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Education Reform Now Retracts Report on Racial Funding Gap in Florida Schools UPDATED

The corrected version of the report undercuts nearly all the findings in the original.EXPAND
The corrected version of the report undercuts nearly all the findings in the original.

Update, October 7: Last week, New Times published an article based on a new report by the nonprofit Education Reform Now on racial funding gaps in Florida's public school system. Saturday, a spokesperson for the group informed New Times that the authors had mistakenly assessed the schools' nonwhite enrollment, drastically altering the report's findings. A corrected version of the report was released over the weekend.

The original report's findings were grim. Using never-before-analyzed data, the authors found that race-based inequities existed in eight of the state's ten largest school districts, saying schools with the highest percentage of nonwhite students received less per pupil than schools with fewer nonwhite students. The authors said Miami-Dade had the largest racial funding gap in the state by some distance. The trend of higher funding going toward schools with higher concentrations of white students persisted even in cases of low-income, majority-minority schools.

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The corrected version of the report undercuts nearly all the findings in the original. Now, all ten of Florida's largest school districts, schools with the largest concentrations of nonwhite students received more than schools with low concentrations of nonwhite students. In other words, the racial funding gap exists, but in the opposite direction — nonwhite students in those districts have a significant advantage when it comes to funding. Even when considering the intersection between race and poverty, nonwhite students maintained a funding advantage in every one of the ten largest school districts besides Duval County, where extremely small race-based inequities exist.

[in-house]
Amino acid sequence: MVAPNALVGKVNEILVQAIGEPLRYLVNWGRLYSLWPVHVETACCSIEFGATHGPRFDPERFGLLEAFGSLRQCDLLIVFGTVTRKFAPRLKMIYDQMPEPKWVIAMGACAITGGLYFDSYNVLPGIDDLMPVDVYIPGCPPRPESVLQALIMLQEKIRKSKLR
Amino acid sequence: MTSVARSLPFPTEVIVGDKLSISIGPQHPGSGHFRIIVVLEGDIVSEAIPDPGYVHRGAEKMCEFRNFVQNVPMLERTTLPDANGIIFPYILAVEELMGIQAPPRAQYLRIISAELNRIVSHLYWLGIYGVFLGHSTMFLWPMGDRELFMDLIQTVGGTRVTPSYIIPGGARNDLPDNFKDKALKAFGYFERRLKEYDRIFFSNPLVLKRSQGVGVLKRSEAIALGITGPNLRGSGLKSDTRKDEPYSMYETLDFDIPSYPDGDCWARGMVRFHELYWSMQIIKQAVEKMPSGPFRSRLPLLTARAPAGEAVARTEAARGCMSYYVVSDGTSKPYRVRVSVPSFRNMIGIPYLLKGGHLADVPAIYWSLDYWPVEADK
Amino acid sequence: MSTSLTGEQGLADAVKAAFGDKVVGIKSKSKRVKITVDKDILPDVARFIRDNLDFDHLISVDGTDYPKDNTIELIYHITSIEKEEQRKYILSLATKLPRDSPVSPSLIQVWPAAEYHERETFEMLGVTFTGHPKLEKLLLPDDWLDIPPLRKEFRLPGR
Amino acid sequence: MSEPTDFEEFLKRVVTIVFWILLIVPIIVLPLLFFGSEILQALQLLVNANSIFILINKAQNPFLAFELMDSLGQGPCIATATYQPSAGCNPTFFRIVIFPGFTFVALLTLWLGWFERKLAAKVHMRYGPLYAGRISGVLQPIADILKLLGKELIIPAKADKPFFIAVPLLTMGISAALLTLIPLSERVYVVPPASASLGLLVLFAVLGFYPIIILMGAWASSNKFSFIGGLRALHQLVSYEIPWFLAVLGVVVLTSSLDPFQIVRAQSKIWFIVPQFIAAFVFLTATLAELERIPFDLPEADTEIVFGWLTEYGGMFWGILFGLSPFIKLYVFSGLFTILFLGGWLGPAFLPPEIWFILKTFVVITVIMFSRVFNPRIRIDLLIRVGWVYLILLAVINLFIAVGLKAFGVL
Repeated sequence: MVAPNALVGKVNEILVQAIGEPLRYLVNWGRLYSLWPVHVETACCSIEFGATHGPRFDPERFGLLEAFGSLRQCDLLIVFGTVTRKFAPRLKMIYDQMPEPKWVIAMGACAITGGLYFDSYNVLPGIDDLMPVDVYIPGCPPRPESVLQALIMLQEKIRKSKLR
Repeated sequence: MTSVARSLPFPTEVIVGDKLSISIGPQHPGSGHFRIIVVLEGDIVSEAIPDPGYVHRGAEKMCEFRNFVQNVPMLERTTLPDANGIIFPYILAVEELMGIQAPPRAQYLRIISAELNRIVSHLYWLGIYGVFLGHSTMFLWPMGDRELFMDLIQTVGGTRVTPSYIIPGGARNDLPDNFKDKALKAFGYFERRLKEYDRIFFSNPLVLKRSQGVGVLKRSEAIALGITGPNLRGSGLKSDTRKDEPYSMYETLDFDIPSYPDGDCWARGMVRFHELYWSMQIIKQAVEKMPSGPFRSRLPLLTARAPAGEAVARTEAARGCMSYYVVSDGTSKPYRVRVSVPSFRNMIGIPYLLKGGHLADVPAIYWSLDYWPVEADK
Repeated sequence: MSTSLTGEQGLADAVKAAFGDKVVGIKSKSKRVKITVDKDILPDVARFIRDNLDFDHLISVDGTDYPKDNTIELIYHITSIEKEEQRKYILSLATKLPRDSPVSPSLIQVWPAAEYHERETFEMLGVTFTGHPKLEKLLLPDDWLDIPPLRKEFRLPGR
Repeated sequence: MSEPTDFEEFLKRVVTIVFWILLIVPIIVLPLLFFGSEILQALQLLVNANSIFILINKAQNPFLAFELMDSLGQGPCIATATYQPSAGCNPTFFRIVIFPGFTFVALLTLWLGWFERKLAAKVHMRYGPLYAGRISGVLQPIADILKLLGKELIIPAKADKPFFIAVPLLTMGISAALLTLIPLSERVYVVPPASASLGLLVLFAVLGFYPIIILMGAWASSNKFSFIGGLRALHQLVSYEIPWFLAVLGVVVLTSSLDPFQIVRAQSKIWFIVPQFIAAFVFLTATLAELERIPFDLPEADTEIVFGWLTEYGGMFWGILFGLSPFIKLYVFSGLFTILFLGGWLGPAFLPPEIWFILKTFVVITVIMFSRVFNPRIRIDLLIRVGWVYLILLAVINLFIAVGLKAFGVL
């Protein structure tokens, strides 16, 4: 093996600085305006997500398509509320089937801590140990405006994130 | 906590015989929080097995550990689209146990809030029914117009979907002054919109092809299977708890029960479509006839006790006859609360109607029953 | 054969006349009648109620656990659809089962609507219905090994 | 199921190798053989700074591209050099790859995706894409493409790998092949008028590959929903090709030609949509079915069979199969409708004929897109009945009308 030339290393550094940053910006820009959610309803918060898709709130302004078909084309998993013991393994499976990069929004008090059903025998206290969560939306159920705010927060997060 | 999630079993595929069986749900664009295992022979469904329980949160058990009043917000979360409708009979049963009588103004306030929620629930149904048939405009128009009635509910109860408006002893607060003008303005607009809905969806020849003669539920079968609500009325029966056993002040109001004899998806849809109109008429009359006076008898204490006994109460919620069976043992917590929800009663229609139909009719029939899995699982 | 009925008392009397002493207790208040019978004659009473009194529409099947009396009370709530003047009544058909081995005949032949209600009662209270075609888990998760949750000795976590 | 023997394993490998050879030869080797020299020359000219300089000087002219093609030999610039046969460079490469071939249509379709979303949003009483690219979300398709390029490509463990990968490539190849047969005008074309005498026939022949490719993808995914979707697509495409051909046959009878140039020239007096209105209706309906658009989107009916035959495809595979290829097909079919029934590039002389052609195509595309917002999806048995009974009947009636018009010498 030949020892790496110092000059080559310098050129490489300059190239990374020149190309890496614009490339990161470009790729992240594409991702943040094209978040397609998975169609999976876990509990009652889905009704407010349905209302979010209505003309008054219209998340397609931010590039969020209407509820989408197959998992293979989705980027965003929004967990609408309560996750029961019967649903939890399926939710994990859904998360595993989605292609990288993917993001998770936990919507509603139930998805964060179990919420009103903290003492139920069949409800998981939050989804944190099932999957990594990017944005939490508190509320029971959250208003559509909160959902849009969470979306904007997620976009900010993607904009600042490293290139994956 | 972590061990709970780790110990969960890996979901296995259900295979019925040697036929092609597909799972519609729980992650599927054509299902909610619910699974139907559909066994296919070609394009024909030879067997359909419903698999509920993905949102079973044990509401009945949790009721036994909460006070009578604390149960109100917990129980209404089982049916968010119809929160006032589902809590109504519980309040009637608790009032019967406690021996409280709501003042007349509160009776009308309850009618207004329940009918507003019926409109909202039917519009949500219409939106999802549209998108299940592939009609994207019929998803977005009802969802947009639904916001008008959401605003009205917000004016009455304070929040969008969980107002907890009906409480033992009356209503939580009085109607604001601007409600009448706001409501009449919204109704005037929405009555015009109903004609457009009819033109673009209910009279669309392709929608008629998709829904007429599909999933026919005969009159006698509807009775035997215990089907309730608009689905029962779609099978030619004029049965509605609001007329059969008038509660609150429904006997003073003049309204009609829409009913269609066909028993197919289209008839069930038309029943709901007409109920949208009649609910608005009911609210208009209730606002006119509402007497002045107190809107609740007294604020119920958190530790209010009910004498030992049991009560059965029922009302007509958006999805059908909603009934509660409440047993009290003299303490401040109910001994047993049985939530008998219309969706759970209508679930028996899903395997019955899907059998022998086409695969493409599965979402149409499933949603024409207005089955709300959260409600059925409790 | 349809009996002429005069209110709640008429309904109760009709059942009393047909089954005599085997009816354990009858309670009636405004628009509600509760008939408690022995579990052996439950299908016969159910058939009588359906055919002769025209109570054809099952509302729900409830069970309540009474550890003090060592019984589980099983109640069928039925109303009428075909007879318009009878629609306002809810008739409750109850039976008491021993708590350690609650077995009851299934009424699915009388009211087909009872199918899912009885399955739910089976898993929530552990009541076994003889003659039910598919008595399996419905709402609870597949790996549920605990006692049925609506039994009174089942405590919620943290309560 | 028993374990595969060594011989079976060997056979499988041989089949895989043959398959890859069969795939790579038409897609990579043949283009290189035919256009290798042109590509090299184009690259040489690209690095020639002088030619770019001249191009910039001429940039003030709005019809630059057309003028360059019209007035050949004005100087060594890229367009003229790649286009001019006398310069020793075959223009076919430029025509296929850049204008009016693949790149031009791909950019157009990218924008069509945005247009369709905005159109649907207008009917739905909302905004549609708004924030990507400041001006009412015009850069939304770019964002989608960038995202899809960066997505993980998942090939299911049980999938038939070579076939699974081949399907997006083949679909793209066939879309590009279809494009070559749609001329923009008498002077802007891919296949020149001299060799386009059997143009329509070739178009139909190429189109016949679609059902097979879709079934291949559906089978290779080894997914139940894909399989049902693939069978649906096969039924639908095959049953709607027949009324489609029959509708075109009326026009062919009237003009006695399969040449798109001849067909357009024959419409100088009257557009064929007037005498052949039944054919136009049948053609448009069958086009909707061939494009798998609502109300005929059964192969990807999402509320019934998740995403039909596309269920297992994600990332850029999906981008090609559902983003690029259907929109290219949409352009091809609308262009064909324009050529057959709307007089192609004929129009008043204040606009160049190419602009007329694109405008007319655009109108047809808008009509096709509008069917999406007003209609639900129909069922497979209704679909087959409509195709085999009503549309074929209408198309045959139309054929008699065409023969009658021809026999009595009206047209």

"It's always a good day when we can say states are making investments in historically-underserved schools and we apologize to the Florida Department of Education for transcribing the data in a manner that didn’t accurately portray the state's investments," said a statement released by Education Reform Now. "We take pride in producing reliable research that can help improve outcomes for students and we appreciate having this error brought to our attention."

New Times has removed the original post containing inaccurate information. We regret the error. 

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